stains — the morning after. the sweat of passion woven into the threads. blood. you had gone and I tried to restore the cotton white sheets last night beneath us. scraping knuckle against knuckle, I knew — knew I'd wear your embrace like an amulet, that I'd worship you, searching for talismans in your touch. . .
Clouds filled the sky. Dark clouds. As she peeked through the slats of the blinds in her dorm room, Jana thought it was appropriate. It should rain. It should storm on this day when her life was falling completely apart.
She let the blinds drop back into place, as she turned and sighed. She glanced at the oversized Mickey Mouse alarm clock her father had bought her at the amusement park, the last family vacation before the "baby" went off to college. It was 9:15.
We need to leave by 9:30, Rian had reminded her when he called the first time.
How many times had he called last night?
Jana went to the closet and pushed the hangers along the rod. She had no idea what to wear. If Rian were here, he'd hurry her. Tell her it should be no more difficult than getting ready for class.
The sudden thought of American Literature, Biology 101 and Algebra II reminded Jana that she'd not informed her teachers of her impending absence and any that would follow. She was going to need an excuse.
Maybe a doctor at the clinic would give her some ambiguous note that said she had to have light surgery — something removed.
Not a baby.
Not Rian's baby.
Jana fell back against the folded metal closet door, and pressed her tears down. It wasn't supposed to turn out this way.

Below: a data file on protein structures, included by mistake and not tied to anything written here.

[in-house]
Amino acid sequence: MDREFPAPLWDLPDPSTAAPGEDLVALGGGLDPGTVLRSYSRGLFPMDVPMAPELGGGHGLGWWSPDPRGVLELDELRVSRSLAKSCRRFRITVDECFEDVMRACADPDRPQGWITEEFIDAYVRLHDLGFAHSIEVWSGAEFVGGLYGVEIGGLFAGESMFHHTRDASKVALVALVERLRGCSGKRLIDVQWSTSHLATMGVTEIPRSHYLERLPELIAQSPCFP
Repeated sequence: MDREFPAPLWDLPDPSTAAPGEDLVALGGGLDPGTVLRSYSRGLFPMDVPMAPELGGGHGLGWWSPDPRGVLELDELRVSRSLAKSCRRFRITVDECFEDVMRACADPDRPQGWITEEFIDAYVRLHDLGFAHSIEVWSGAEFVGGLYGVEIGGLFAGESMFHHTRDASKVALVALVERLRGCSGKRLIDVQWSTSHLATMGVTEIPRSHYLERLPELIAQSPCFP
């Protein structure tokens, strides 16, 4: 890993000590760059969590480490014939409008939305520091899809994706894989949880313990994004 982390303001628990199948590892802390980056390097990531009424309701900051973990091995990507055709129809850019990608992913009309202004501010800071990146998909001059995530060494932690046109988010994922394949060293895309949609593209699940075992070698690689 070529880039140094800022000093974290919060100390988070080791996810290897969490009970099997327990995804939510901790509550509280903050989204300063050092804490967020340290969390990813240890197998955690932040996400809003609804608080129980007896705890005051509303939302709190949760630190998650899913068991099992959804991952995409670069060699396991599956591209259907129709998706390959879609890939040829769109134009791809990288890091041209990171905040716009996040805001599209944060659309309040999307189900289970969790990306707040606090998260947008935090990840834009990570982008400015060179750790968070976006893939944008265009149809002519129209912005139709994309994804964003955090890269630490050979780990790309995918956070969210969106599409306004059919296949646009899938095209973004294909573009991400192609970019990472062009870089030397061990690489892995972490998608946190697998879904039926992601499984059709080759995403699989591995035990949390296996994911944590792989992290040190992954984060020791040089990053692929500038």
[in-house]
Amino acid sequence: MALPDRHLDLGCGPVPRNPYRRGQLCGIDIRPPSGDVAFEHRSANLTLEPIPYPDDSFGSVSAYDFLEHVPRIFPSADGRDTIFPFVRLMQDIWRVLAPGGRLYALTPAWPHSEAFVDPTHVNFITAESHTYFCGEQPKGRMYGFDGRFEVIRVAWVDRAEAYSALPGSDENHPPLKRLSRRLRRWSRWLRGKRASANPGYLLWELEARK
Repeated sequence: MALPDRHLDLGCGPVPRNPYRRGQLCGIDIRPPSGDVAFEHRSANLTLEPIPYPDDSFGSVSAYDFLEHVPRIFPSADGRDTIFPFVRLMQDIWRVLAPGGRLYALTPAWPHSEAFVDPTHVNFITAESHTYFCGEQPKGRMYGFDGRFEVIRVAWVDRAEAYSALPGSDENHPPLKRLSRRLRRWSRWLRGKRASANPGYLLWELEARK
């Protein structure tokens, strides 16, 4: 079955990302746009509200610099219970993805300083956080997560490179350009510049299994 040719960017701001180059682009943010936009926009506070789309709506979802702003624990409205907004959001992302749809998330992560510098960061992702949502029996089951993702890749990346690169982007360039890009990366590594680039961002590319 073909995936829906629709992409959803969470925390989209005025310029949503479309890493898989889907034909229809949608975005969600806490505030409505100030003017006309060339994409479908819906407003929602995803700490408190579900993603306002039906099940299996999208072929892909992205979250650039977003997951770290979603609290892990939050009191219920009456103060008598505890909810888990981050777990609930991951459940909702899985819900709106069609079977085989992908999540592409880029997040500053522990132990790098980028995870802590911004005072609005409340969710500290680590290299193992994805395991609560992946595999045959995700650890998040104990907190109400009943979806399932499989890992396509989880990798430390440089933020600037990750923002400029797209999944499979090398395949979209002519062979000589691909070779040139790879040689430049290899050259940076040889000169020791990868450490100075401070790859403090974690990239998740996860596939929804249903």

Gawd, but she loved Rian. They could make it work. How many times had she tried to assure him of that?
He was a sophomore, just a little more than two years left in his engineering program. She was willing to quit school and work until the baby was born. She could go back to school then. They could schedule their classes accordingly so that one or the other was with the baby, and they wouldn't have to worry about a babysitter and the cost.
Rian hadn't looked at her once while she made her case for the other choice. Jana couldn't see what was in those gorgeous green eyes she was hoping the baby would inherit.
Still, last night, when he called — the fifth time — he'd said, time and again, that he wasn't sure he could go through with this.
Jana ran her hand over her skin where her tee shirt and sweat pants did not meet. She tried to imagine herself pregnant. Would Rian still go crazy over her body? Would he find her even more beautiful than he'd once whispered that he did? Her breasts would get bigger, would that turn him on?
Jana made a dive for her bed and reached for the phone by the clock. She dialed Rian's number, but no one answered. He was probably on his way.
Hanging up, Jana thought of how she might present it to Rian — her solution: a life together.
Maybe she wouldn't even return to school, she thought as she rolled over onto her back and stared up at the ceiling. She was an okay student, but going to classes and reporting her academic progress to her parents didn't fulfill her.
Didn't move her the way Rian did when he'd call minutes after dropping her off to say he missed her. Or how he'd accept half of the gum she'd been chewing, like he wasn't afraid she'd give him cooties.
Jana's hand inched to the inside of her thigh and she thought of how he'd kissed his way along her skin until he'd reached that spot.
She couldn't imagine any other guy kissing her there.
The knock at the door surprised her out of her thoughts. Climbing off the mattress, Jana readied her apology for not being ready and prepared an argument in her head that would make her high school debate coach proud.
She opened the door to find not Rian, but David, his roommate.
"Did something happen to Rian?" she breathed anxiously.
David shook his head. "He's not taking you."
Jana was disappointed that Rian had told David about their situation, but her heart lifted to think he'd changed his mind.
"We'd better get going," David said. "Your appointment's at eleven. We don't want to get caught in traffic."
Jana's head jerked. Feeling like she was crumbling, she wrapped her arms around her middle. "You're . . . taking . . .me. . ." she whimpered between sobs.
David nodded. "Rian said to tell you he's sorry but he's got a calculus exam this morning."
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Copyright (c) 2000, 2004, David Erik Nelson, Fritz Swanson, Morgan Johnson